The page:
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"Wisconsin, We Need to Talk" campaign raises awareness about youth sex trafficking

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JANESVILLE (WKOW) -- Despite efforts to battle human trafficking in Wisconsin, the problem persists. 

Now, the Wisconsin Department of Children and Family Services is launching a new campaign. 

The "Wisconsin, We Need to Talk" campaign encourages people to discuss the difficult topic of youth sex trafficking by placing posters in public places throughout the state. 

"Human trafficking is a crime that is hidden in plain sight," said Rock County Human Services supervisor Penny Nevicosi. 

Nevicosi says no area is safe from the problem. 

"It has been reported in all 72 of our counties," Nevicosi said. "It is occurring in our rural areas as well as our cities."

Dr. Joy Ippolito is the Wisconsin Anti-Human Trafficking coordinator. She says there's a lot of confusion about youth human sex trafficking. 

"Anytime someone, it's often an adult, is using that young person for a sexual act and promising them something of value, that's sex trafficking," Ippolito said. "That thing of value doesn't have to be money." 

It could be food, shelter, electronics or even drugs.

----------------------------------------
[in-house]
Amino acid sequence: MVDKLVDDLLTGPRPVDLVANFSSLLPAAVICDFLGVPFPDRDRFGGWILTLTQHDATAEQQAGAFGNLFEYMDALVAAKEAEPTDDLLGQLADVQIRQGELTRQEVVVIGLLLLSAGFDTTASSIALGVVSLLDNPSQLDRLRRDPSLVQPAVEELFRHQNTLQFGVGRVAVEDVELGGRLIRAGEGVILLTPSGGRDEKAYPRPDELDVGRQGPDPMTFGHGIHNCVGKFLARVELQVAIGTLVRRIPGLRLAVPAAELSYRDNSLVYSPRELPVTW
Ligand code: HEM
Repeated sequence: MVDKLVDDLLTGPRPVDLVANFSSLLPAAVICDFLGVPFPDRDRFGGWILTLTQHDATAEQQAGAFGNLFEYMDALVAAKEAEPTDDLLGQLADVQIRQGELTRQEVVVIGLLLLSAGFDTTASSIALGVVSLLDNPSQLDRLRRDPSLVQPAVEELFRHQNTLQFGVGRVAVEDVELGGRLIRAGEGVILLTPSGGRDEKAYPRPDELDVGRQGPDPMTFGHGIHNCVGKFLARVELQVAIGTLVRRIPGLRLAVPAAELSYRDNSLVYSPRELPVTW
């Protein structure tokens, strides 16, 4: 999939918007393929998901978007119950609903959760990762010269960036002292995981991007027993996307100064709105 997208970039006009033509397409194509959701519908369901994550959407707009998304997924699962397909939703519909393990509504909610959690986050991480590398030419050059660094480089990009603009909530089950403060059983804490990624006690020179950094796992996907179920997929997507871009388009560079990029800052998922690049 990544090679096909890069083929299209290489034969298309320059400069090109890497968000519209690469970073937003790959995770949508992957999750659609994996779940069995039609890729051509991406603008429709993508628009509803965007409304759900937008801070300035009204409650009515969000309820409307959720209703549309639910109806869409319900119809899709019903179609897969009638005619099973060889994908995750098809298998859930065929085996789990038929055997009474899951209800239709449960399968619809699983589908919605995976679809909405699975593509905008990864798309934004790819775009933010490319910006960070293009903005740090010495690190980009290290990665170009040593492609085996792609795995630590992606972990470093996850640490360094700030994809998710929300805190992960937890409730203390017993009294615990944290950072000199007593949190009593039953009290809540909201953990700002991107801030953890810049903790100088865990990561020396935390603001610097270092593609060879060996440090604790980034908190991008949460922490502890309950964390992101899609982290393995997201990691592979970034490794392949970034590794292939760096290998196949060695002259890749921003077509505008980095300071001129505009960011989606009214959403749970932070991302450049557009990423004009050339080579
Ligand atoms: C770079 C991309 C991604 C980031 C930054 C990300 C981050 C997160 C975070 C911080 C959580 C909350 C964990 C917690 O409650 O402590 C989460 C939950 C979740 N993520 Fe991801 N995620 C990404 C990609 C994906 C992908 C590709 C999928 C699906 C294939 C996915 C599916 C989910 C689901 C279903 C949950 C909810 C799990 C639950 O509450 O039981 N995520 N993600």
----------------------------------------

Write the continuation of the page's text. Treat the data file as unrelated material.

Nevicosi and Ippolito are putting up posters to teach people about the "Wisconsin, We Need to Talk" campaign.  The posters will be placed in local business, public walkways and even at the Rock County Fair. 

The pictures on the posters were chosen carefully to illustrate the many faces of youth sex trafficking. 

"A lot of times we talk about girls who are being trafficked but it can certainly happen to boys," Ippolito said. 

She says youth sex trafficking can happen to people of any race or legal status and it's important to know the warning signs.  

"If you have a young person who all of a sudden starts hanging out with a different crowd, or they have a boyfriend or girlfriend but they don't really want to tell you about them, or if they show up with items you know they couldn't afford on their own," Ippolito said. "Clothing, cell phones, other types of electronic devices. We want people to pay attention to those signs."

Ippolito says talking to young people about what healthy relationships look like can help them avoid getting involved with trafficking.  The campaign material is being published in both English and Spanish. 

For more information on the campaign, click here

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